|Sweet Curried Eggs (left) Tangy Horseradish Dill Eggs (right)|
"Anyway, like I was sayin', shrimp is the fruit of the sea. You can barbecue it, boil it, broil it, bake it, saute it. Dey's uh, shrimp-kabobs, shrimp creole, shrimp gumbo. Pan fried, deep fried, stir-fried. There's pineapple shrimp, lemon shrimp, coconut shrimp, pepper shrimp, shrimp soup, shrimp stew, shrimp salad, shrimp and potatoes, shrimp burger, shrimp sandwich. That- that's about it.” - Bubba Blue, Forrest Gump
Earlier today I happened to catch a bit of an old “Three Stooges” show on TV. As usual, they were looking for a free meal when they happened upon a farm with a barnyard full of chickens. One of them (and I can’t ever remember which is which!) began dancing and clucking like a hen proclaiming they’d found their dinner and they were about to have “hen fruit.” Eggs, that is. I’ve never heard them called that, but as usual this time of year, we have “hen fruits” running out our ears! We sold off about half our laying hens a month ago, but we still need to keep about twenty in order to fill the incubator once a month, so as usual, I’m looking for ways to enjoy the eggs while they’re so abundant. But sometimes I feel like we’re running the “Bubba Gump Egg Factory!” How many ways can you think of to use eggs?!
Lots of other stuff going on here too and I’ve just been too busy to blog lately. Curtis was off work the first week in March so we ran up to Mom and Zeke’s in
to visit and do a little fishing. We came home with some nice catfish fillets and some of the biggest bluegills we’ve caught in a LONG time. (Private ponds are nice that way!) Sallisaw, OK
My sister was there as well (she was away in
last time we visited) and it was Hans’ birthday so we threw him a little party. And we finally had time to see Hans’ and Cathie’s permaculture gardens. That was really neat – so many little beds, trees and plots of things, along with various tubs and small ponds of koi. Phoenix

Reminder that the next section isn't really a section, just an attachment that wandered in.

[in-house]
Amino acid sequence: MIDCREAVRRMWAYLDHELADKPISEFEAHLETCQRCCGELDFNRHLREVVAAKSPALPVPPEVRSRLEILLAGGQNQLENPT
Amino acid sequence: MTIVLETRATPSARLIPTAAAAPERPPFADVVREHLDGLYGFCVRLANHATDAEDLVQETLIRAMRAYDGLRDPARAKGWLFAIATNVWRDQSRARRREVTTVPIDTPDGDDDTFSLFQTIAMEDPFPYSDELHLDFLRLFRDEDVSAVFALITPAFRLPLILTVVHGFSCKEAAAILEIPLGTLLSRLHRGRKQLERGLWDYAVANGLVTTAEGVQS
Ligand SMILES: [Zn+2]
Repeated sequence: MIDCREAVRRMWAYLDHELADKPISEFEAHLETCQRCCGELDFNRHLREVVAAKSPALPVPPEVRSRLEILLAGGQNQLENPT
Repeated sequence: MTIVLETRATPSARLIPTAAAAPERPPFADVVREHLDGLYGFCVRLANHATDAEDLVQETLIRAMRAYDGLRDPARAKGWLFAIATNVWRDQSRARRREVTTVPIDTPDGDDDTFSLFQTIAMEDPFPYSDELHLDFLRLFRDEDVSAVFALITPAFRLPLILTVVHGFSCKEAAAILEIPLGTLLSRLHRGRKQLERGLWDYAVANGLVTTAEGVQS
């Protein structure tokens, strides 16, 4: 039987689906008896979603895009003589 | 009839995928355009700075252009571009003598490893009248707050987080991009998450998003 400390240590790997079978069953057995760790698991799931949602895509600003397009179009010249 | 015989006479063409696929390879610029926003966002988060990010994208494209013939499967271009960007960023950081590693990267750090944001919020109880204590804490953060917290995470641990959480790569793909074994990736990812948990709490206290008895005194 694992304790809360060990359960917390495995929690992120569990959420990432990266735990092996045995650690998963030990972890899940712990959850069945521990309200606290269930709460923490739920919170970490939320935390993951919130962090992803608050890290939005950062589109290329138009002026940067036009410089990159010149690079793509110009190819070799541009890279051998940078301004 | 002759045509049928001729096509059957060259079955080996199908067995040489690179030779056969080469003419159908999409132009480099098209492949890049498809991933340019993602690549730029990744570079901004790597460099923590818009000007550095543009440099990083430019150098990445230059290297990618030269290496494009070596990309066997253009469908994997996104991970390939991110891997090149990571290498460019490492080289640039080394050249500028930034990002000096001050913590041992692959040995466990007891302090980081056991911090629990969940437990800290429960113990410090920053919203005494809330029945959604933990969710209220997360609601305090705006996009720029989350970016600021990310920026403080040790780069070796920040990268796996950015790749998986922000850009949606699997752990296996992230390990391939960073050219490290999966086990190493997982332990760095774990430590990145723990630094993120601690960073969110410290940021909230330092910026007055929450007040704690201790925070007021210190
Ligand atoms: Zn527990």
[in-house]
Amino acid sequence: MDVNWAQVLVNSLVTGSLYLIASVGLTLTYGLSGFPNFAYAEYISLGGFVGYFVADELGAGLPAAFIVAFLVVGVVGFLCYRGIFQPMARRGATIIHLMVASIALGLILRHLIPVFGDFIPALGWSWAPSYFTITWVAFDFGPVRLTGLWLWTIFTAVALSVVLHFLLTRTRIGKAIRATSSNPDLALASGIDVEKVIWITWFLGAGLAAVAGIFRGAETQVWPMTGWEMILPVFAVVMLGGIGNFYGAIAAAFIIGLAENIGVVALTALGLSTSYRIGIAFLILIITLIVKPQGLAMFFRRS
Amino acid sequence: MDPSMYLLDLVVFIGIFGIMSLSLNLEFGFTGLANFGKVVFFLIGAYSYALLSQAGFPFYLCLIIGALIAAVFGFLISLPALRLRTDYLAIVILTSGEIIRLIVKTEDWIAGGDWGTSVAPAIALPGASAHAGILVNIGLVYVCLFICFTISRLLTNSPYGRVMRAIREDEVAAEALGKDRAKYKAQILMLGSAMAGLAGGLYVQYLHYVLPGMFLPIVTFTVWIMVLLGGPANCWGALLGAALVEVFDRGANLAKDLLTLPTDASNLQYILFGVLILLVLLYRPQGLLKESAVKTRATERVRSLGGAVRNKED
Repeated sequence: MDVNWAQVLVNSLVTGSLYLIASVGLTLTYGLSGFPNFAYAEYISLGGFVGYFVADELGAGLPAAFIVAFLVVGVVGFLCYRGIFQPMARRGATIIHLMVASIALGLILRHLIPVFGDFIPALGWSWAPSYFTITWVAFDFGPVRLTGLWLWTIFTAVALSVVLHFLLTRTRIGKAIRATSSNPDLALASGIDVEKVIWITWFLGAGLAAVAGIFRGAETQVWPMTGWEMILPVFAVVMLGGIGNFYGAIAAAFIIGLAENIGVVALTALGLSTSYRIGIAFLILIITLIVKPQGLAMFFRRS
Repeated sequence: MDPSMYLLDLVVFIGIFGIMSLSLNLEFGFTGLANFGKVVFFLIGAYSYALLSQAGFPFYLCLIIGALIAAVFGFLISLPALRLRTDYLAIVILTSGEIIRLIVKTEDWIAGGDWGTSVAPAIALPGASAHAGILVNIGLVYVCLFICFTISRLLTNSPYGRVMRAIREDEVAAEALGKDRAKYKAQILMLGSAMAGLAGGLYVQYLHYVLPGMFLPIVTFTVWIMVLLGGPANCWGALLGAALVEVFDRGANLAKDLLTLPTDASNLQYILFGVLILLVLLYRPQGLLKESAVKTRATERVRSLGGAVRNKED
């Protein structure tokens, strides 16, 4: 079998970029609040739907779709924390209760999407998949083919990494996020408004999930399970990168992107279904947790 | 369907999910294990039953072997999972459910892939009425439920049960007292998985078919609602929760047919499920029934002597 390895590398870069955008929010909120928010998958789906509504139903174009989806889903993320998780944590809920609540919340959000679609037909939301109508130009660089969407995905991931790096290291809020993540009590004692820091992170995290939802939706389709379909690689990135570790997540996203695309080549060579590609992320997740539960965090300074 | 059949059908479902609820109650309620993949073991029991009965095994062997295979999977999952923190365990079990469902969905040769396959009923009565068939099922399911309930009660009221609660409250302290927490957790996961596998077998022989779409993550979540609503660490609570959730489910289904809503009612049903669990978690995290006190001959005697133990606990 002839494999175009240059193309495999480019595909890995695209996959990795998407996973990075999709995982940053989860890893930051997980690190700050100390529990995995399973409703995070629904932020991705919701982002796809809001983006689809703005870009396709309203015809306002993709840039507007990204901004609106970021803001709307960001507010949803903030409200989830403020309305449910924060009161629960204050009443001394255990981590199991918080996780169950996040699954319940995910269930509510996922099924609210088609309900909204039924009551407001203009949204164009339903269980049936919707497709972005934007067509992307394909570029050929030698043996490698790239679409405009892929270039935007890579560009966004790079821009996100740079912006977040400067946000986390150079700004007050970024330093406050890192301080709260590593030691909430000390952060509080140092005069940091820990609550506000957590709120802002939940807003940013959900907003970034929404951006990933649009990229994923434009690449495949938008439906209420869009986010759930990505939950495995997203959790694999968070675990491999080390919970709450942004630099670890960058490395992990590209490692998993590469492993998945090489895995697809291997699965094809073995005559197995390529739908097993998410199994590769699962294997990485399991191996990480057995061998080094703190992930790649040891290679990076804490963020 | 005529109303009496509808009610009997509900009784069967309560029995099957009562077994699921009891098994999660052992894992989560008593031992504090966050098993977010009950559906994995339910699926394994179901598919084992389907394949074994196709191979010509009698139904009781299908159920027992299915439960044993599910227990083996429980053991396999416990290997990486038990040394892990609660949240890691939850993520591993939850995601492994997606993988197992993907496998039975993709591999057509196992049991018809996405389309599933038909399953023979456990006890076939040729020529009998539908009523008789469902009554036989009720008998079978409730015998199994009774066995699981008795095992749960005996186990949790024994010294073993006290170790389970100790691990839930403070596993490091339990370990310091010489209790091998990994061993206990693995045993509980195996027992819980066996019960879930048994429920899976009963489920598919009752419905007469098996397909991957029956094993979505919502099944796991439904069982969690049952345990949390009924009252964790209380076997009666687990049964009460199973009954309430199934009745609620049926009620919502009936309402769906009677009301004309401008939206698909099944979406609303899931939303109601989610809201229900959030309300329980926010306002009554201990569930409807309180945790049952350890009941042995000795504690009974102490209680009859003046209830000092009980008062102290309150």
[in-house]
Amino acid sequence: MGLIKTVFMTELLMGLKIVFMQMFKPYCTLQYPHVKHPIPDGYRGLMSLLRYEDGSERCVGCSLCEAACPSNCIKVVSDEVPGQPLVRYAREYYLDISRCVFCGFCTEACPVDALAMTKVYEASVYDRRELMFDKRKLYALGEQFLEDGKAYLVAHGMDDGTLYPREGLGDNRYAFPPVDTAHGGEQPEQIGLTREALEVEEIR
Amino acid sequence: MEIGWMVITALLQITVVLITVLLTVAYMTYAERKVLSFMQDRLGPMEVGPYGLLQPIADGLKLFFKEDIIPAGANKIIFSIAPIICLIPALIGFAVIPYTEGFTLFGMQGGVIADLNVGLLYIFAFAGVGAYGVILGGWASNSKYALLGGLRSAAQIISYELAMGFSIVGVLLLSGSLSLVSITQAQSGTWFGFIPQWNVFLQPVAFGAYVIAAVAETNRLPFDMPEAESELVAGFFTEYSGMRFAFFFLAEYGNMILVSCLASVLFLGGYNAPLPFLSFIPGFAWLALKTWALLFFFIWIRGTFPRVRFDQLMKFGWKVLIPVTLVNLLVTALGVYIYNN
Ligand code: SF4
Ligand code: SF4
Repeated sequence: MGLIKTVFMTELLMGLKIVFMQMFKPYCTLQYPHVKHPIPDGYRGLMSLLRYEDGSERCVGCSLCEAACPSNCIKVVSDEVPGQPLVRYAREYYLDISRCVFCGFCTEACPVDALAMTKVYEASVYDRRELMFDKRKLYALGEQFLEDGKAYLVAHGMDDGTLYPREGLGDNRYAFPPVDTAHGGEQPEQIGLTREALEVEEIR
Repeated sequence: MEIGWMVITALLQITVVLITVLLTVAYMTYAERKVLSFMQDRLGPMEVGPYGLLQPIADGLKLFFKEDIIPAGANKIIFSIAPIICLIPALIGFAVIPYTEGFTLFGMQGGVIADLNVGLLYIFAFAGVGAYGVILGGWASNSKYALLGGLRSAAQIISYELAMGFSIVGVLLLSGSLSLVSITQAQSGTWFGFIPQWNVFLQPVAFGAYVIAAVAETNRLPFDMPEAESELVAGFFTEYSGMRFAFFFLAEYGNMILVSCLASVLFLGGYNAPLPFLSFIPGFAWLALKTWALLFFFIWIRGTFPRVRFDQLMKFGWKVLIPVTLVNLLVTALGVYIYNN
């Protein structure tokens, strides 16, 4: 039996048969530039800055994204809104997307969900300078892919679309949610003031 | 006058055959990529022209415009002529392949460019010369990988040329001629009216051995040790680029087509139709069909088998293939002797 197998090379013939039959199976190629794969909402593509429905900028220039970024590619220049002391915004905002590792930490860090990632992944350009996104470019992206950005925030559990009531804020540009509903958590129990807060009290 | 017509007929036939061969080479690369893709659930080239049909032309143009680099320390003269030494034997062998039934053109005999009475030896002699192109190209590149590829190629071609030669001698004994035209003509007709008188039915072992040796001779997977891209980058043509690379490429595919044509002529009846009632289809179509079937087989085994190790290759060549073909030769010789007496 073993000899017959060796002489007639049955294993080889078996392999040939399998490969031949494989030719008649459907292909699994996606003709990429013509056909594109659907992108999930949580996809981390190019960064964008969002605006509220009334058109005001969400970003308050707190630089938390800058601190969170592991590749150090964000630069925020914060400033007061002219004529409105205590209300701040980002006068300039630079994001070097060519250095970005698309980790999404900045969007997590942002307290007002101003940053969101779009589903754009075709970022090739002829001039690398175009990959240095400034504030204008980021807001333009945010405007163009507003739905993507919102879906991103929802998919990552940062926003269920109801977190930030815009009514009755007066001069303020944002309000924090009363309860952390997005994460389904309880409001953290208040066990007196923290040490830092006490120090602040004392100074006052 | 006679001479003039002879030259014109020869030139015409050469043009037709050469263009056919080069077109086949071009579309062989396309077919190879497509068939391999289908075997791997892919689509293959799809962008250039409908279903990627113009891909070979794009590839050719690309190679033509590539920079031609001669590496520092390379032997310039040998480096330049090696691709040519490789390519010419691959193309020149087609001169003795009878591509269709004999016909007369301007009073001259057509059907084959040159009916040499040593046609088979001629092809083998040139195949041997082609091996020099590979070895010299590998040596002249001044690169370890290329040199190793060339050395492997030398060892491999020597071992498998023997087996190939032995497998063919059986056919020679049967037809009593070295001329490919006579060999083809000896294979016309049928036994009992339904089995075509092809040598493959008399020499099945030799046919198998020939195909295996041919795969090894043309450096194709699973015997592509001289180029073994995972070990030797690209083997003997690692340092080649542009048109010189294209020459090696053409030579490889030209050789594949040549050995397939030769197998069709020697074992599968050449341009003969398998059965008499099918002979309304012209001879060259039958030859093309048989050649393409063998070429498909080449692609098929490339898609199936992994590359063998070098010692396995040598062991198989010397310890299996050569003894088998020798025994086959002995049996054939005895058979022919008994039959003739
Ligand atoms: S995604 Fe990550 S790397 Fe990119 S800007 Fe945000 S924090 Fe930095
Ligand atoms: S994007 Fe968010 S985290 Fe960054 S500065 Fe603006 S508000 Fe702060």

We took our little Mini Australian Shepherd “Anakin” along. He’s not a very brave little dog and Hans’ and Cathie’s Great Pyrenees “Bella” almost gave him heart failure. He wasn’t sure if that was a hellhound or a horse chasing him through the woods, and he didn’t want to stop running to find out! But Bella is good-natured and Anakin finally realized he was going to live. Mom LOVES dogs and Anakin had at least ten square meals a day (plus snacks!) while we were there, so all in all, I don’t think he was too terribly traumatized. J
|Brave Little Anakin|
Since we’ve been back, we’ve mainly just been trying to keep up with getting fruit trees planted and staying ahead of the mowing from all the rain. Curtis has mowed the yard the last three weekends in a row. We haven’t been able to get our spring/summer gardens tilled yet because it’s been too wet, but I’m hoping we’ll have dried out a little this week. Course I don’t ever get in a huge hurry to get stuff planted in the spring – it’s not likely to happen this year, but we’ve had snow in April before and we’ve still plenty of things to eat that overwintered or that we planted earlier this year. But I’m sure looking forward to all those wonderfully fresh foods of summer – ripe tomatoes, juicy melons and cukes, tender little green beans and summer squash.
|The Little Turnip That Could|
We’ve already had our first hatch of baby chicks and we ended up with twenty-two. They spent the first three days under a heat lamp, then a few days in a 6’x8’ “chick tractor” in the yard. They’re just over two weeks old now, running free all over the yard getting into anything and everything! At night they all pile into their little wooden box and we set the wire pen over them until the next morning. They are SO entertaining at this age, as they are constantly finding little bits and pieces of this or that and then the pursuit is on! They chase each other around all day long trying to take away whatever treasure one of them finds. It's more entertaining than an aquarium full of baby pirahnas! The incubator is loaded for the next hatch.
Our fruit trees have all leafed out and the peach trees are LOADED with fruit! The newly-planted cherry trees are getting their first little leaves and I added another new tree to the yard. It’s a “Red Flowering Quince.” It caught my eye at All-
and after I saw a picture of a full-grown shrub and read about the fruit, I just wasn’t going to be happy until I had one! The shrubs burst into a profusion of red blooms in the late winter/early spring. The small fruit are very high in pectin and vitamin C, making them an excellent addition to preserves and marmalades. I’m just hoping it survives the baby chicks bouncing around on it! Wise Garden Center
And now, a few egg recipes…